UC Davis Researcher Represents Early Career Scientists at 2022 Summit of the Americas
From June 6–10, 2022, representatives from 23 countries convened in Los Angeles for the Summit of the Americas, the only hemispheric meeting of leaders from countries in North, South and Central America and the Caribbean. Held every three to four years in locations across these regions, the ninth summit focused on “Building a Sustainable, Resilient, and Equitable Future” and brought together government leaders as well as civil society and social actors—including Paulina Carmona-Mora, a research scientist in the Department of Neurology at UC Davis Health, who studies how gene expression changes after a stroke.
Carmona-Mora, an international scholar, has a passion for science diplomacy. She is a member of the Global Young Academy, an international organization comprised of 200 scientists working together on evidence-informed global, national and regional decision-making, among other activities. She attended the Summit to represent the Global Young Academy.
“I lead the Science Diplomacy in the Americas Incubator Group and gather information on current science diplomacy strategies, which is what I brought to the summit from the perspective of a Latina scientist working in the U.S.,” she said. “We are a group of mostly Latinos, young scientists, many of us diaspora scientists from different scientific disciplines.”
Carmona-Mora was selected to participate in the Civil Society Forum at the Summit of the Americas. This forum provided the opportunity for civil society organizations, Indigenous peoples, youth, and private sector and labor union representatives from across the Americas to exchange ideas, best practices and lessons learned, as well as to develop recommendations to present to high-level members of government.
To support the Civil Society Forum, thematic working groups started meeting months before the five-day event and included myriad representatives from non-governmental organizations.
“It was very impressive to see so many Cubans and Venezuelans who risked coming to the summit in order to have a voice,” she said. “They wanted to show what was happening in their countries. They contributed with conclusions and recommendations to high-level representatives from governments across Latin America and the Caribbean.”
The summit also featured a series of discussions and panels focused on “Building a Sustainable, Resilient, and Equitable Future” in the Americas. This included sessions on health, digital economies, the clean energy transition, democracy and migration, which Carmona-Mora said were all grounded in the UN Sustainable Development Goals. This set of 17 goals seeks to mobilize all UN members states to take concrete steps to achieve sustainable development across economic, social and environmental dimensions.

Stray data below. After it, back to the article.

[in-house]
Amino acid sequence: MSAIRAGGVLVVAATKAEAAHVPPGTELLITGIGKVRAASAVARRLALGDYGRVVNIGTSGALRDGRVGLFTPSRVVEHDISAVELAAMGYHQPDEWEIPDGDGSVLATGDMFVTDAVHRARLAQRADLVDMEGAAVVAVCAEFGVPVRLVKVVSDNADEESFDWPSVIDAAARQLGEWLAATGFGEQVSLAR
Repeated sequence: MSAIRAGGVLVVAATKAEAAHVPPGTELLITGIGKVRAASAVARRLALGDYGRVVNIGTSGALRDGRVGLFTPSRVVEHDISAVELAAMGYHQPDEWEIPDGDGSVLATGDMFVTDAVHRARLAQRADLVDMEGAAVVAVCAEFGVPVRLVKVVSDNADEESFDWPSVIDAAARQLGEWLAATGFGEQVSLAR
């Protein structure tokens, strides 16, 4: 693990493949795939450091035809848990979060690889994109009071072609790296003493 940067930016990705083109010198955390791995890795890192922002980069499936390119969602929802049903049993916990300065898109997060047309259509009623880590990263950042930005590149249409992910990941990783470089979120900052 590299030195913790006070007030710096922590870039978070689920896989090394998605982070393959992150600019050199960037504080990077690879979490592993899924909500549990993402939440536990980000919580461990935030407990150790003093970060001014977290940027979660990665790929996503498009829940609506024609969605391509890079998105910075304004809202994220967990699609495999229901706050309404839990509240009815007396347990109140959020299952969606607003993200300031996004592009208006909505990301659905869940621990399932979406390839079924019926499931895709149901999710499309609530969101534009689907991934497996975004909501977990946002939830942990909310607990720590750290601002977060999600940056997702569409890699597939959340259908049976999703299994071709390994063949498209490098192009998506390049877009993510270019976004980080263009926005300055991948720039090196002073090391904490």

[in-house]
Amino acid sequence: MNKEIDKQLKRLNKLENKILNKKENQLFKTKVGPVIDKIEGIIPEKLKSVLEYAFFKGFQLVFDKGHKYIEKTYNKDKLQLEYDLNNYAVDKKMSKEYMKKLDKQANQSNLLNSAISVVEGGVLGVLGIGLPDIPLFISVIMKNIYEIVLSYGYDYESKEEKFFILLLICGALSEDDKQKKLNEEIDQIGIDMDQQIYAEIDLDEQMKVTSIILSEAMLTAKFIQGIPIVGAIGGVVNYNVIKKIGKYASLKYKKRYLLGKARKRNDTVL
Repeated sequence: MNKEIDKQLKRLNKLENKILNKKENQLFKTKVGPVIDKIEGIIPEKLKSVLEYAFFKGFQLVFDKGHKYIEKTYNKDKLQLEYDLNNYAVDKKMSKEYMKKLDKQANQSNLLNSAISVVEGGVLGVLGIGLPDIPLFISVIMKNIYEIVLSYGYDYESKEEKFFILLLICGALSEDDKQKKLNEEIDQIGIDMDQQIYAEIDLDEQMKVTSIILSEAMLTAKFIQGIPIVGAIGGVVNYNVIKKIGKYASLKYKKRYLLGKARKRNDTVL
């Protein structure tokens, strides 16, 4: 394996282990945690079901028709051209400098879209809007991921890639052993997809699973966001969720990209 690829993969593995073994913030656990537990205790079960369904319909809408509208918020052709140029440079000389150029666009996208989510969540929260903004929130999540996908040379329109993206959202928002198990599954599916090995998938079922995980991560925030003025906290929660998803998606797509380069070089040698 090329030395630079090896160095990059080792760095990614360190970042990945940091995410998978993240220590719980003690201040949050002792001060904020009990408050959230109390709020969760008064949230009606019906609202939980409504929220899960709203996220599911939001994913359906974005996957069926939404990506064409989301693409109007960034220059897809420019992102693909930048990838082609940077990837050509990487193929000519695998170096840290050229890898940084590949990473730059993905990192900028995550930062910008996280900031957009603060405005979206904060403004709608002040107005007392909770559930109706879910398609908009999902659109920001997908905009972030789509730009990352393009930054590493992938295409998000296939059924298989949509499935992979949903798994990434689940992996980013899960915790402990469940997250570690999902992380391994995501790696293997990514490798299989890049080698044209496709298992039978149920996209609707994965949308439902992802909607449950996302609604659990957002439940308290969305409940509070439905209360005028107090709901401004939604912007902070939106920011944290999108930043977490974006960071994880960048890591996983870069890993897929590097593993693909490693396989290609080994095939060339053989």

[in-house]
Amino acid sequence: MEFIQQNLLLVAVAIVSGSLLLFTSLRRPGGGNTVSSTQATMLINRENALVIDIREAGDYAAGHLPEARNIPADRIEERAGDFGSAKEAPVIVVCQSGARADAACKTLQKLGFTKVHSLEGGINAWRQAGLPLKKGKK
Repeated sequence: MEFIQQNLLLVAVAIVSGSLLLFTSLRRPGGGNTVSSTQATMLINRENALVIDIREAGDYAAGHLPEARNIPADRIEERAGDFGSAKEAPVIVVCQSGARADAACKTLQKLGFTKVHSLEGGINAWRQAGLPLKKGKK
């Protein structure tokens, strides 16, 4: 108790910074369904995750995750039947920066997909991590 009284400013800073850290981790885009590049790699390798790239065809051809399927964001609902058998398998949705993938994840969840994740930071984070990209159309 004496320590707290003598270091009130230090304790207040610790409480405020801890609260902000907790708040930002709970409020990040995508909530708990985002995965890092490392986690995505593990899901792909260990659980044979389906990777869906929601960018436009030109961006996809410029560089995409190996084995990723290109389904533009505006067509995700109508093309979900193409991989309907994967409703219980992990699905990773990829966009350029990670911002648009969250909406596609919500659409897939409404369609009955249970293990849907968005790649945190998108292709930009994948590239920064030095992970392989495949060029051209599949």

“The thematic discussions on these topics provided a space to hear different ideas on how to advance these goals,” she said. “After listening to discussions about the migration crisis on our continent and the democracy issues several countries are facing, I realized how important it is for scientists in Latin America to contribute strategies while also acknowledging which issues are most pressing.”
Carmona-Mora said it was also great to see countries that usually don’t have high visibility in international forums getting the chance to engage with top government officials from across Latin America and the Caribbean and to voice their concerns, from human trafficking coming out of Venezuela to Nicaraguans trying to locate detainees at the U.S.-Mexico border.
“There were very delicate issues being highlighted by these social actors, but no issue was seen as small, and everyone was putting a human face to the challenges that the continent faces,” she said. “It was really great that all the representatives from different governments were able to witness this.”
As a scientist, meeting a wide array of leaders from different countries and areas within Latin American societies—and seeing how they work on similar issues—will also help her research.
“It’s not the same as scientists going to a conference in the U.S.,” she said. “Because I'm from Chile, I talked with the Chilean president. I also had the chance to talk to several representatives from Chile, including the Chilean ambassador to the U.S. I was so surprised that they wanted to listen to me. They wanted to know about my work. They wanted to know what scientists could bring to the table. And I told them what we need is the space for dialogue—we just need the space. And they were like—OK, let’s organize meetings after this. They were really keen to talk.”
Following the summit, many initiatives that civil society and social actors spearheaded are starting to be implemented by the foreign affairs ministries of participating countries.
“Because I work primarily on research in genomics and neurology, it’s important to see how my skills can contribute somewhere else and help generate more meaningful and horizontal connections with other countries,” she said. “As someone who works in science, it was a nice reminder to see how issues in different countries in Latin America and the Caribbean affect us all, and the role of young scientists leading the charge. In the end, I think that’s why it’s so important to involve the voices of social actors, so we can make all governments accountable.”
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